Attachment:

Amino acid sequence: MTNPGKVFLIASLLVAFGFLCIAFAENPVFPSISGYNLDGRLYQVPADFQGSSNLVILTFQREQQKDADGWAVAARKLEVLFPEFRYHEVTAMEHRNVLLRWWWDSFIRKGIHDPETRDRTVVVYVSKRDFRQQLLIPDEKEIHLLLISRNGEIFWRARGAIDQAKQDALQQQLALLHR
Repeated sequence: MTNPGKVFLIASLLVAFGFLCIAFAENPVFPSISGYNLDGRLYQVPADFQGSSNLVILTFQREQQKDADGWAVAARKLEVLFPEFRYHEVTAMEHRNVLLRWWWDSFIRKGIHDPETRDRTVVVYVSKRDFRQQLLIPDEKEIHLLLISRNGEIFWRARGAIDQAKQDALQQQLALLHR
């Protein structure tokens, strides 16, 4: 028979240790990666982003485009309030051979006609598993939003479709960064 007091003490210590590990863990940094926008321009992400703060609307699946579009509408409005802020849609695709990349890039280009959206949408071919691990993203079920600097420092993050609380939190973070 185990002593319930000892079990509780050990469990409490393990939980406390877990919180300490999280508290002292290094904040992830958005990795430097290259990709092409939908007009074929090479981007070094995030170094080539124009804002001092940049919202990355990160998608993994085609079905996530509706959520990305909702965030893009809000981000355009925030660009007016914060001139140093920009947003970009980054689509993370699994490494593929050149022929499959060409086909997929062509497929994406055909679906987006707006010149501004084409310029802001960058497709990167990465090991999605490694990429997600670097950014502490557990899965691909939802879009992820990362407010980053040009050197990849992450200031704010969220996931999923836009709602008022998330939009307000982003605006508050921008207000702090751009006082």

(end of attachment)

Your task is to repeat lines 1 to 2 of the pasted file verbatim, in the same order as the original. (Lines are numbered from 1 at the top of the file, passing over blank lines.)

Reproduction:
Amino acid sequence: MTNPGKVFLIASLLVAFGFLCIAFAENPVFPSISGYNLDGRLYQVPADFQGSSNLVILTFQREQQKDADGWAVAARKLEVLFPEFRYHEVTAMEHRNVLLRWWWDSFIRKGIHDPETRDRTVVVYVSKRDFRQQLLIPDEKEIHLLLISRNGEIFWRARGAIDQAKQDALQQQLALLHR
Repeated sequence: MTNPGKVFLIASLLVAFGFLCIAFAENPVFPSISGYNLDGRLYQVPADFQGSSNLVILTFQREQQKDADGWAVAARKLEVLFPEFRYHEVTAMEHRNVLLRWWWDSFIRKGIHDPETRDRTVVVYVSKRDFRQQLLIPDEKEIHLLLISRNGEIFWRARGAIDQAKQDALQQQLALLHR